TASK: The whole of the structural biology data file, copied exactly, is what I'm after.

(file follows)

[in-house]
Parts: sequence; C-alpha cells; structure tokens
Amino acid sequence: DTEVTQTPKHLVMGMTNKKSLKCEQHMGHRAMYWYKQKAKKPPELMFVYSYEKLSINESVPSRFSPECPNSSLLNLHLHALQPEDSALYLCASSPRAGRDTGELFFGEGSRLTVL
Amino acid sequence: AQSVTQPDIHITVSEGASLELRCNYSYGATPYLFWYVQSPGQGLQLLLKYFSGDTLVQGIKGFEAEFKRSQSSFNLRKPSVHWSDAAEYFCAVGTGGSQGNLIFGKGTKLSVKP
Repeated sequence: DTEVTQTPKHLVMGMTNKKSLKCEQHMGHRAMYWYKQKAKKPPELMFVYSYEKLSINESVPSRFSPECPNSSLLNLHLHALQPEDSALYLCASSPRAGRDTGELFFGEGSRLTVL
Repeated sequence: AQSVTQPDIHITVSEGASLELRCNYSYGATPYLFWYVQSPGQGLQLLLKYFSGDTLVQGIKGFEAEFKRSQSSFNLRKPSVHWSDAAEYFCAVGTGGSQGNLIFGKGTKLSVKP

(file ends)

[in-house]
Parts: sequence; C-alpha cells; structure tokens
Amino acid sequence: DTEVTQTPKHLVMGMTNKKSLKCEQHMGHRAMYWYKQKAKKPPELMFVYSYEKLSINESVPSRFSPECPNSSLLNLHLHALQPEDSALYLCASSPRAGRDTGELFFGEGSRLTVL
Amino acid sequence: AQSVTQPDIHITVSEGASLELRCNYSYGATPYLFWYVQSPGQGLQLLLKYFSGDTLVQGIKGFEAEFKRSQSSFNLRKPSVHWSDAAEYFCAVGTGGSQGNLIFGKGTKLSVKP
Repeated sequence: DTEVTQTPKHLVMGMTNKKSLKCEQHMGHRAMYWYKQKAKKPPELMFVYSYEKLSINESVPSRFSPECPNSSLLNLHLHALQPEDSALYLCASSPRAGRDTGELFFGEGSRLTVL
Repeated sequence: AQSVTQPDIHITVSEGASLELRCNYSYGATPYLFWYVQSPGQGLQLLLKYFSGDTLVQGIKGFEAEFKRSQSSFNLRKPSVHWSDAAEYFCAVGTGGSQGNLIFGKGTKLSVKP